Behaviour Driven Design in Rails with Cucumber

Every week, the SaaS course will teach a new topic. This week, the topic is about Behaviour Driven Design (BDD). The main idea about BDD is to write the desired behaviour in plain english text first, then Cucumber will help to turn this plain english text into executable ruby code with regular expression matching (we’ll need to write the matching in regexp). By using BDD with Cucumber, we are actually designing our application from outside-in.

Developing in this way enables a developer and a (non-technical) customer to discuss the desired behaviour in the beginning and can prevent the developer to code something that is unwanted. I will walkthrough how to use Cucumber in the following of this post. I will skip the steps for installation, since it can be found elsewhere, so that I can focus more on explanation.


Introduction to the feature to be added

Let’s say we already have a site called Rotten Potatoes like below, and wanted to make the table title clickable for sorting purpose:

So we write our intended feature in a file call <filename>.feature where <filename> can be anything, examine the sort_movie.feature below, which I used for describing a clickable button for sorting in Cucumber:

Feature: display list of movies sorted by different criteria

As an avid moviegoer
So that I can quickly browse movies based on my preferences
I want to see movies sorted by movie title

Background: movies have been added to database

Given the following movies exist:
| title                                   | rating  | release_date |
| Aladdin                            | G          | 25-Nov-1992 |
| The Terminator              | R          | 26-Oct-1984 |
| When Harry Met Sally  | R          | 21-Jul-1989  |
| The Help                          | PG-13 | 10-Aug-2011 |
| Chocolat                           | PG-13 | 5-Jan-2001   |
| Amelie                              | R         | 25-Apr-2001 |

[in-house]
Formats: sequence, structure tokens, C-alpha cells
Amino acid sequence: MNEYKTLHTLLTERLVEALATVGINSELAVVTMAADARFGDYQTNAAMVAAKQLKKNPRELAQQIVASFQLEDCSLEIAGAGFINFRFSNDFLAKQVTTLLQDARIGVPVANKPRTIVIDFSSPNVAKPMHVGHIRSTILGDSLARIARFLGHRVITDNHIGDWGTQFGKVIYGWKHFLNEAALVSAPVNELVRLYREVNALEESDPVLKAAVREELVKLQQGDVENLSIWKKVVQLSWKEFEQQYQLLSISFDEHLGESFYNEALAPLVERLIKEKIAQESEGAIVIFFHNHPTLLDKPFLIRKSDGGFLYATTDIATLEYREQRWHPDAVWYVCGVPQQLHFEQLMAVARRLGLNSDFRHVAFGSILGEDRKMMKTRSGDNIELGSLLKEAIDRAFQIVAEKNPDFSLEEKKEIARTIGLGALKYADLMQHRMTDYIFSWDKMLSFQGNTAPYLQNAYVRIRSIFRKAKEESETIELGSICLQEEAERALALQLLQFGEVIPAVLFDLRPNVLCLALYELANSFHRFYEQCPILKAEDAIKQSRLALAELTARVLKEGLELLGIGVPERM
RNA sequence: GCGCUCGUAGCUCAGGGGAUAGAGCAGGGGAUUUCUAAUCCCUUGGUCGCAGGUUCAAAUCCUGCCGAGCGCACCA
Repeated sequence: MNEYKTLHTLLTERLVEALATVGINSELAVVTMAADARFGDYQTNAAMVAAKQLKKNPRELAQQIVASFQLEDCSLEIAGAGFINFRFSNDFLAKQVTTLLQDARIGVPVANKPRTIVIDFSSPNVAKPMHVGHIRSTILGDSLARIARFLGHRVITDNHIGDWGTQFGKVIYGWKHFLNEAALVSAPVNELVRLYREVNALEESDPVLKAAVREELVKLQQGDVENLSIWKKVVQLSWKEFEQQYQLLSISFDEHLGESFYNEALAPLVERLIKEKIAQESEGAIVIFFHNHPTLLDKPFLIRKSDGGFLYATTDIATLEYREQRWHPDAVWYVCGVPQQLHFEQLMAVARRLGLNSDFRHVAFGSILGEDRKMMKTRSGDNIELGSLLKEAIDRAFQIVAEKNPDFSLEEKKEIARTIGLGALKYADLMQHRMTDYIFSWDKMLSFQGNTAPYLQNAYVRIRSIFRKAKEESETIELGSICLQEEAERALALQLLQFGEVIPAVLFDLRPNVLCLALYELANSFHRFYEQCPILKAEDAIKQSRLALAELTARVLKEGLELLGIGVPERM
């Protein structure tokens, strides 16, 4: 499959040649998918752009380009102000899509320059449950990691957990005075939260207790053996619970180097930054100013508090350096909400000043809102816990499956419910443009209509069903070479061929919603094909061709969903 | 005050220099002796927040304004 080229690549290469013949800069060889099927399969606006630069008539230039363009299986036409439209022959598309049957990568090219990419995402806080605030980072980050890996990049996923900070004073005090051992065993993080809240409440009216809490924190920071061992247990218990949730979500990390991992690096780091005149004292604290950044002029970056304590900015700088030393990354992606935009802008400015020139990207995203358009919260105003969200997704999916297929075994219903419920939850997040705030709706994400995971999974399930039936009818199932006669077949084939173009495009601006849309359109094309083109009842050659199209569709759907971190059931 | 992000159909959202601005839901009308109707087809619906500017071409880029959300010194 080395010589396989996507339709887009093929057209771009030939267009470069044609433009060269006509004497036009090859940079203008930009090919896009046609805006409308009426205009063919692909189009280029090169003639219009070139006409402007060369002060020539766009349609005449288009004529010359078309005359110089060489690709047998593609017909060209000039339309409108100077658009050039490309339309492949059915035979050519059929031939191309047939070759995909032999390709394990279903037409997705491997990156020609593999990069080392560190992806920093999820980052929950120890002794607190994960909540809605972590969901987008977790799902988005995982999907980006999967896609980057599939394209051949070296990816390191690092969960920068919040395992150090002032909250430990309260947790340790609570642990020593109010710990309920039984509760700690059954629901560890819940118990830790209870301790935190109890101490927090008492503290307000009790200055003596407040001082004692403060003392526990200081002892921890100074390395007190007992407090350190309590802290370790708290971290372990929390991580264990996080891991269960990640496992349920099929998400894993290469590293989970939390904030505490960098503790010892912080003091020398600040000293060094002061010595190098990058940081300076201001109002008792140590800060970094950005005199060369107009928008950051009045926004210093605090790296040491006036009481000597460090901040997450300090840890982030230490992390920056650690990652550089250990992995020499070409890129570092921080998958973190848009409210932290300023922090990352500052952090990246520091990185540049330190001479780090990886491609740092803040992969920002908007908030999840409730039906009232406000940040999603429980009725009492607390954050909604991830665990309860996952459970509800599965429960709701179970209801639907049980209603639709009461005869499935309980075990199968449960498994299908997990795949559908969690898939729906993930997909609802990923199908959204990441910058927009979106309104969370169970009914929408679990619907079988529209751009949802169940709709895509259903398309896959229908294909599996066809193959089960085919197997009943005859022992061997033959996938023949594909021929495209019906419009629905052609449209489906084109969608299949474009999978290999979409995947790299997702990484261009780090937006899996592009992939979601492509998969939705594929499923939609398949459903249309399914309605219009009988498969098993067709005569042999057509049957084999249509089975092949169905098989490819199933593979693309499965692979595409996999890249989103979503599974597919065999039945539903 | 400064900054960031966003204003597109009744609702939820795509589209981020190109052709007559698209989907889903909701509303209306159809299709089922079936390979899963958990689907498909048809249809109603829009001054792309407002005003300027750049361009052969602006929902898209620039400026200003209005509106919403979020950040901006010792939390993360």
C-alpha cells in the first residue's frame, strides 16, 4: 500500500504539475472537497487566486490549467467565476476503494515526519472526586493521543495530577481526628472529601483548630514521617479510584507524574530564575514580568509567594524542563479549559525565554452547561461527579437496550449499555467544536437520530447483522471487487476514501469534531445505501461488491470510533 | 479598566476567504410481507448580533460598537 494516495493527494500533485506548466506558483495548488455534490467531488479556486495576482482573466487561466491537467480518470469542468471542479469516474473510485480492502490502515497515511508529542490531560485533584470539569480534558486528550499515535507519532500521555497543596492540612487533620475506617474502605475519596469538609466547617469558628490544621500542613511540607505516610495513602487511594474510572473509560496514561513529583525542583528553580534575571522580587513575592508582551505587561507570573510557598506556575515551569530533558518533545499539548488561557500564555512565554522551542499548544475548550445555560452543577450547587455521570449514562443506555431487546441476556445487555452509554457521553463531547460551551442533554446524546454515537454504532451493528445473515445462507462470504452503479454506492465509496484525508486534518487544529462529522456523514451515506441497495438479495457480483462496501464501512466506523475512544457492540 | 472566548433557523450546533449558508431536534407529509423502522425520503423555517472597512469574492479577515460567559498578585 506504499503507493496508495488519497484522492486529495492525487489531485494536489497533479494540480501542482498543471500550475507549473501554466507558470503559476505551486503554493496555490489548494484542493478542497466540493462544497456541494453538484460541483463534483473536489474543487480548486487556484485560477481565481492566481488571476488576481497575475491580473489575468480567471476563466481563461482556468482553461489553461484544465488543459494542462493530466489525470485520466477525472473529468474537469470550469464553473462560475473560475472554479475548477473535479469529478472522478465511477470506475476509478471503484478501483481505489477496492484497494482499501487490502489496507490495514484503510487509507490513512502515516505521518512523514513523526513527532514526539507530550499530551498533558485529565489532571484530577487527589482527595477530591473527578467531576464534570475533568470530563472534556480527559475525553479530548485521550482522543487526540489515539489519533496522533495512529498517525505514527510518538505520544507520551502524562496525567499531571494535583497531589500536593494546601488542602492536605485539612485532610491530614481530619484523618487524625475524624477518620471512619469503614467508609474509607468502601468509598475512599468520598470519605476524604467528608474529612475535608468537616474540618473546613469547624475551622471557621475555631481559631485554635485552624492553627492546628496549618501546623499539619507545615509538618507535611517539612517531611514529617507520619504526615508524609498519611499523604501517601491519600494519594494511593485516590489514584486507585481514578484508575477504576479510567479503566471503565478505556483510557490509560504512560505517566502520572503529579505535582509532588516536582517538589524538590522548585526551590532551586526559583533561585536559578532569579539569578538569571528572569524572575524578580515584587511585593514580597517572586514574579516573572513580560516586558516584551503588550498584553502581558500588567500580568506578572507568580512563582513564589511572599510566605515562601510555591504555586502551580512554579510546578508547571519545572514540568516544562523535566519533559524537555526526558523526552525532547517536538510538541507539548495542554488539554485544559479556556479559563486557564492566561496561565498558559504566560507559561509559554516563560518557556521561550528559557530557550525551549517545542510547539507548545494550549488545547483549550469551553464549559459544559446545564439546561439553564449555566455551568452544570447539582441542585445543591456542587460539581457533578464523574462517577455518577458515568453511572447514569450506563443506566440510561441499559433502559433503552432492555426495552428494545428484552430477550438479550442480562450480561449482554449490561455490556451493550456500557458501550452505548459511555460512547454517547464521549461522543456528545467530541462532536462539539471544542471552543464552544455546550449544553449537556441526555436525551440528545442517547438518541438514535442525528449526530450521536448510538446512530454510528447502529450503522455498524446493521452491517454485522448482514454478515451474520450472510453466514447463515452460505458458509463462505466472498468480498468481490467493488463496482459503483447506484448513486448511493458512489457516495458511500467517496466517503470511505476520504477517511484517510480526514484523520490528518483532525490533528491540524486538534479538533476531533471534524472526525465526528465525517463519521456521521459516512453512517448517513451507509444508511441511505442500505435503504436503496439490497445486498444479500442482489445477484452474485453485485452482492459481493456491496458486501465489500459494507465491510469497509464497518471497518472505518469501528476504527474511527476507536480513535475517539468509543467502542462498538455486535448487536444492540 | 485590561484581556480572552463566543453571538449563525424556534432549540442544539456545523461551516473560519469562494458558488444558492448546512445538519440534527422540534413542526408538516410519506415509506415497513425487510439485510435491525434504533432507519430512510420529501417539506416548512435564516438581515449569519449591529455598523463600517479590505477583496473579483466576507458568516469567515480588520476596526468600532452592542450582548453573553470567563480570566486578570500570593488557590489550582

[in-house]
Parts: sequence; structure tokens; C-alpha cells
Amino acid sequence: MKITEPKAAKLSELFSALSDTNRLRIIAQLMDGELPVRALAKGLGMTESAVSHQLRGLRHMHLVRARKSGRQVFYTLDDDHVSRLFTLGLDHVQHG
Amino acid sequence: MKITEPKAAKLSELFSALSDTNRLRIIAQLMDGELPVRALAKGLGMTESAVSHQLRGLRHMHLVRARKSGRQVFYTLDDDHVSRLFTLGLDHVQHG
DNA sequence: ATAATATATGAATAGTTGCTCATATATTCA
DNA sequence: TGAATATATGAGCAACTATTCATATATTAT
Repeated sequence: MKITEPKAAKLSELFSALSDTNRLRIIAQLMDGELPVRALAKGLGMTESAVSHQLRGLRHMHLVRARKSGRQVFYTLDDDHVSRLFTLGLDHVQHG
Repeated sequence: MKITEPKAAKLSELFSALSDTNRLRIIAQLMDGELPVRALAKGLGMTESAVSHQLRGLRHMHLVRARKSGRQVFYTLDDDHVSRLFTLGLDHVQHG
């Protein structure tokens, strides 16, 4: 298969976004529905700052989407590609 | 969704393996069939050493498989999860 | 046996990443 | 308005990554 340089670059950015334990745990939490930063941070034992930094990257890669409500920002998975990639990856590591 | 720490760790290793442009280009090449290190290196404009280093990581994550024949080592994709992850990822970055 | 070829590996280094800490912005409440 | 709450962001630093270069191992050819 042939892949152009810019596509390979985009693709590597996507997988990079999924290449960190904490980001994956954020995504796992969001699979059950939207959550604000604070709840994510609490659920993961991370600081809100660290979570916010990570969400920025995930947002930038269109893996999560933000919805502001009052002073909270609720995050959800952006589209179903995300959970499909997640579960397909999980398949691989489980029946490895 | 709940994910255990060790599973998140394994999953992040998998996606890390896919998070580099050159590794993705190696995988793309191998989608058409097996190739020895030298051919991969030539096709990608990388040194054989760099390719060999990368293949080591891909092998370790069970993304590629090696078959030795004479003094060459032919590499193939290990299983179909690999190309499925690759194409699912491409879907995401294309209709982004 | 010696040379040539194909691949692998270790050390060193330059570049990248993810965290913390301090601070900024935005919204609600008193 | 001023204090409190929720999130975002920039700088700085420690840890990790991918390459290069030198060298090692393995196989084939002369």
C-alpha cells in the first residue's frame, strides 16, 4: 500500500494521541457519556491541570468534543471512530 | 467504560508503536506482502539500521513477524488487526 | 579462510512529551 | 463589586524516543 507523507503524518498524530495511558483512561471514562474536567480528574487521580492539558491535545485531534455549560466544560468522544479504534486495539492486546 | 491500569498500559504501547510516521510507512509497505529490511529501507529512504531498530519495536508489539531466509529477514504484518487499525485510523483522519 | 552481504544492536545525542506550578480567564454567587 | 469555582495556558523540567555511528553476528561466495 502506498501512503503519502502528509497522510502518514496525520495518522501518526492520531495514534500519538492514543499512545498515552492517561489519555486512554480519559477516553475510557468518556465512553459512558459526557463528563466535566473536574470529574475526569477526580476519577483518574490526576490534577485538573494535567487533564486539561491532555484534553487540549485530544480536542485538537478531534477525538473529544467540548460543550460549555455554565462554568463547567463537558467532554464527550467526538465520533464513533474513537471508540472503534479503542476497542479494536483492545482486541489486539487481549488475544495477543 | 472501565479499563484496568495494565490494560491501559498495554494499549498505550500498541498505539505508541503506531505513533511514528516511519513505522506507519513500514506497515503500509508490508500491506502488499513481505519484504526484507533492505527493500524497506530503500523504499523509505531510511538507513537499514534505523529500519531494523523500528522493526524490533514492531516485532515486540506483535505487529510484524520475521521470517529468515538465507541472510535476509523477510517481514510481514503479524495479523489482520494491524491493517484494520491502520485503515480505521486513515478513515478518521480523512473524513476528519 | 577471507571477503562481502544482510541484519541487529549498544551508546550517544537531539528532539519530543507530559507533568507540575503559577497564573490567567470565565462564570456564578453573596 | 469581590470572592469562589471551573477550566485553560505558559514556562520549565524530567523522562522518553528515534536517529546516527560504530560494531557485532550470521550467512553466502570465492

| 2001: A Space Odyssey  | G        | 6-Apr-1968    |
| The Incredibles               | PG      | 5-Nov-2004   |
| Raiders of the Lost Ark | PG      | 12-Jun-1981   |
| Chicken Run                    | G         | 21-Jun-2000  |

And I am on the RottenPotatoes home page

Scenario: sort movies alphabetically
When I follow “Movie Title”
Then I should see “2001: A Space Odyssey” before “Aladdin”


General Explanation of a .feature file

In the sort_movie.feature above, there are 3 parts, namely the feature, background and scenario. The feature portion describes about the feature that will be added, the text can be whatever without limitation. The background and scenario works almost the same except that the background will run first before the scenario. So we can think of background as giving some pre-condition to all scenarios in a feature. More information here: feature, background, scenario.

In a background or scenario, we can write multiple steps and the steps always revolve around Given-When-Then. (Note that: If I only mention scenario in later portion of the tutorial, it actually applies to background as well.) The steps will help to explain more specifically on what the scenarios is about. Note that the words underlined, such as: Given, When, Then is a special word in Cucumber, they are all used to describe stepsGiven describe the state of the application, When describe the event of something happening, and Then describe what is the consequences that will happen given an event happen at a particular state.


Explanation of sort_movie.feature

Feature:
The chunk of text under feature, is freestyle plain english text and it describes about our sorting feature from a point of view of a moviegoer.

Scenario:
I will introduce scenario before background, as it is more straight forward in this case:

Scenario: sort movies alphabetically
When I follow “Movie Title”
Then I should see “2001: A Space Odyssey” before “Aladdin”

The sentence after the colon in the first line is plain english. However, the When is a keyword, it is used to describe an event. We can now run ‘bundle exec cucumber‘ to execute cucumber. Now cucumber will complain this:

Undefined step: “I follow “Movie Title”” (Cucumber::Undefined)